Evan Chen《陳誼廷》

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Math olympiad beginner's page

This page is meant for people who don’t have much past olympiad/proof experience and are looking to get started. If you aren’t interested in proof-based problems yet, then this page is not for you. Try checking FAQ C-0 if you are totally new to math contests.

Before all else, welcome to the olympiad scene! It’s going to be hard as heck, but in my private opinion this is where all the coolest stuff is (as far as math contests go, anyway 1 ). Stay around for long enough, and you will get to see a lot of really amazing problems.

You may also read math contest FAQs for some more philosophical (and less concrete) advice on studying for math contests in general.

0. Syllabus #

I wrote an unofficial syllabus for math olympiads (also linked on handouts ) giving some guidance on what topics appear on math olympiads.

1. First reading: the welcome letter #

For the USA Math Olympiad in 2020, the board of the USAMO prepared an invitation letter 2 for all the qualifiers, congratulating them on their achievement and giving them some suggestions on where to begin. This letter contains:

  • A few pretty carefully chosen problems (not necessarily easy!), to give people a sense of what to expect on the contest
  • Fully written solutions to those chosen problems, so that you can see what a correct and complete solution is expected to look like.
  • Some advice for actually taking the contest: the format of the exam, planning your time, common mistakes, etc.

You can download the letters here:

  • JMO welcome letter , and solutions to examples
  • USAMO welcome letter , and solutions to examples

I suggest starting by reading through this letter, trying the example problems (you will probably not solve them all; we chose examples from the entire difficulty spectrum), and then comparing your work to the provided solutions. That will give you a taste of what you are getting in to.

2. Writing proofs #

If you don’t have experience with proof-based problems, the first thing I should say is that it is not as hard as you might think . Solving the problems completely is difficult, but if you really have a completely correct solution to a problem, it is actually pretty hard to not get full credit. I would say at least 90% of the time, when a student loses points on the USA(J)MO unexpectedly, it’s because their proof is actually incomplete, not (just) badly-written.

Of course, you should still try to write your solutions as clearly as possible. To that end, here are some links to advice:

  • How to write a solution , from Art of Problem Solving.
  • Remarks on English , written by me.
  • How to write proofs , by Larry W. Cusick.

You don’t need to get too caught up in these links; proof-writing will become more natural over time as you solve more problems. So I would encourage you to continue doing practice problems or reading books at the same time as you are getting used to writing; these go hand-in-hand and I actually suspect it’s counterproductive to try to practice writing in isolation.

If possible, the best way is to have a friend or coach who can check your work and provide suggestions. But the supply of people willing to do this is admittedly very low, so most people are not so lucky to have access to feedback. Almost everyone gets by instead with something like the following algorithm:

  • Write up your solution neatly.
  • Look up the problem on AoPS contest index 4 ; and compare your solution to those by reputable users.
  • Edit your solution and post it on the thread. By Cunningham’s Law , wrong solutions are often exposed quite rapidly.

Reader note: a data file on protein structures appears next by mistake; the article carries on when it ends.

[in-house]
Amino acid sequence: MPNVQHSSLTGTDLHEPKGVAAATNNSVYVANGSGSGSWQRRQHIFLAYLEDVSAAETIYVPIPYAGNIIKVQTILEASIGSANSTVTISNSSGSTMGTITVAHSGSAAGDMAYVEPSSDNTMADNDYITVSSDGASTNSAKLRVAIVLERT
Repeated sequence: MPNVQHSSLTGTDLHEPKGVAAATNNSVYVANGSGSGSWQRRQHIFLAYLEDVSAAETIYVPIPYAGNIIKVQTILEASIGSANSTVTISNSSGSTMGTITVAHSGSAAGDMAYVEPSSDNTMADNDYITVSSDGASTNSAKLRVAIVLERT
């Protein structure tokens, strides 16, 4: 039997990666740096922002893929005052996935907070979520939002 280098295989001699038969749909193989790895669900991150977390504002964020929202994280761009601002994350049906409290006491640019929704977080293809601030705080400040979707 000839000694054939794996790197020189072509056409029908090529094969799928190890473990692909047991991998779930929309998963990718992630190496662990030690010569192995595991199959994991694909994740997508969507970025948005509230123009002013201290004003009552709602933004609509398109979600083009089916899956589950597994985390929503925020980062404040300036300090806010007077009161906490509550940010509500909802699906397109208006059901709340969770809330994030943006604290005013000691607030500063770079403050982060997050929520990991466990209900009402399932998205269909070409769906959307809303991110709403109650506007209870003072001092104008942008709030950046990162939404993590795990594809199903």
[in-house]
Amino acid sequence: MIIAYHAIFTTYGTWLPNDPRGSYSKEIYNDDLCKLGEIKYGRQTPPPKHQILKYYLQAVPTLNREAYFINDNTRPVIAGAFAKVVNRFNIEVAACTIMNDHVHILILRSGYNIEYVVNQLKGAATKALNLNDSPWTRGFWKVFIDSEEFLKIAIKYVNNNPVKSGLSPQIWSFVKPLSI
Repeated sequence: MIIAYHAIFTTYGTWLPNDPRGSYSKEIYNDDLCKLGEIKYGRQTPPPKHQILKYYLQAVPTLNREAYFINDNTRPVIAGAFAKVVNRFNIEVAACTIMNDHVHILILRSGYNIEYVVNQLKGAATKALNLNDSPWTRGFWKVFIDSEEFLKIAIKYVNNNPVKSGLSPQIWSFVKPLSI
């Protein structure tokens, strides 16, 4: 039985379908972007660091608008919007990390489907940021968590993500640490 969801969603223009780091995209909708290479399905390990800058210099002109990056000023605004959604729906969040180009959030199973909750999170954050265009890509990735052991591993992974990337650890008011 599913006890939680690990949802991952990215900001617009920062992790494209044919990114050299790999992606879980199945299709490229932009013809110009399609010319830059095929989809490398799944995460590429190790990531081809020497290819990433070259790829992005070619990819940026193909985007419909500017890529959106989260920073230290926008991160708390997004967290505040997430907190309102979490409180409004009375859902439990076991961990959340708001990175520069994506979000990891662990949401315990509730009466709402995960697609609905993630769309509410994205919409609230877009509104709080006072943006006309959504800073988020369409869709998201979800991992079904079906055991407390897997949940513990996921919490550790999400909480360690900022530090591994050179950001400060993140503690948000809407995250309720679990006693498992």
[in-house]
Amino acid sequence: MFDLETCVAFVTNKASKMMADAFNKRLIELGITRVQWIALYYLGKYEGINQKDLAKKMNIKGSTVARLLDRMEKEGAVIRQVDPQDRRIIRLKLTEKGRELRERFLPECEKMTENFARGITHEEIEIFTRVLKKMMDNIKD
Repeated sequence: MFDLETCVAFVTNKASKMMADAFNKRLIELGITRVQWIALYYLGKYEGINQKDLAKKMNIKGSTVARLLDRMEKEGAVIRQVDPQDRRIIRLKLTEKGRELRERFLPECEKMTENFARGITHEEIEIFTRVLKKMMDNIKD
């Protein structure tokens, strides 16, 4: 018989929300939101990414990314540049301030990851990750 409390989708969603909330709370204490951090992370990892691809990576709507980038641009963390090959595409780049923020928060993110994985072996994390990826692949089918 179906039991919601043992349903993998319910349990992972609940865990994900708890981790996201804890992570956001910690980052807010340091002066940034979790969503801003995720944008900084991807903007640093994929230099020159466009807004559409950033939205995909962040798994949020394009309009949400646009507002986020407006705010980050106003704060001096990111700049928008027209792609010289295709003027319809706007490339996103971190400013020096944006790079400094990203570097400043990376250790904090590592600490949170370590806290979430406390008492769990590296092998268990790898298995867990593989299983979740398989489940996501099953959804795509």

Together these three steps should catch “most” substantial errors. See Section B.1 of my English handout for more details about this procedure.

If you want a book to follow, the one I grew up with was Joseph J Rotman’s Journey into Mathematics: An Introduction to Proofs . 3

If you like excessive information, you might also read my handout Intro to Proofs for the Morbidly Curious .

3. (For USA) United States Mathematical Talent Search and USEMO #

If you are in the United States, there is a nice proof-based contest called the USAMTS which is a great way for beginners to get started. Things that make the USAMTS special:

  • It is a free, individual, online contest open to any students in the USA.
  • The problems are chosen to be quite beginner-friendly, though with a spectrum of difficulty each round.
  • This contest gives you a full month to work on the problems rather than having a short time limit.
  • You get some feedback on your proofs as well, not just a score.

I also run a contest called the USEMO in the fall which is also free and offers feedback, but it is more difficult since is intended to mimic the USAMO and IMO in format and difficulty. One could try using it as “practice USAMO” in the fall.

4. Books to read #

There is some more material you have to learn as well, since there are some new classes of problems (such as olympiad geometry, functional equations, orders mod p, etc.) that you will likely not have seen before from just working on short-answer contests.

Some possible suggestions for introductory books:

  • General: Art and Craft of Problem-Solving by Paul Zeitz is a good “first book” for all the fields.
  • Geometry: My book E.G.M.O. ; and more alternatives are linked at the bottom of that page.
  • Number theory: Modern Olympiad Number Theory is the most comprehensive text I know of now.

The OTIS Excerpts has beginner introductions for several topics:

  • Inequalities (chapters 1-2)
  • Functional equations (chapters 3-4)
  • Combinatorics (chapters 6-9)

More possibilities (including intermediate-advanced texts not listed here) are on the links page . You might also check Geoff Smith’s advice and links .

I really want to stress these are mere suggestions . Just because you have done X does not mean you will achieve your goals, and conversely, there are surely many fantastic resources that I have not even heard of. If you are looking for a list of materials which are “guaranteed to be enough” for solving IMO #1 and #4, then unfortunately I can’t help you.

5. Problem sources #

At some point (sooner rather than later), you also need to start just working through some past problems from recent years of contests. You can think of this as encountering problems in the wild. 5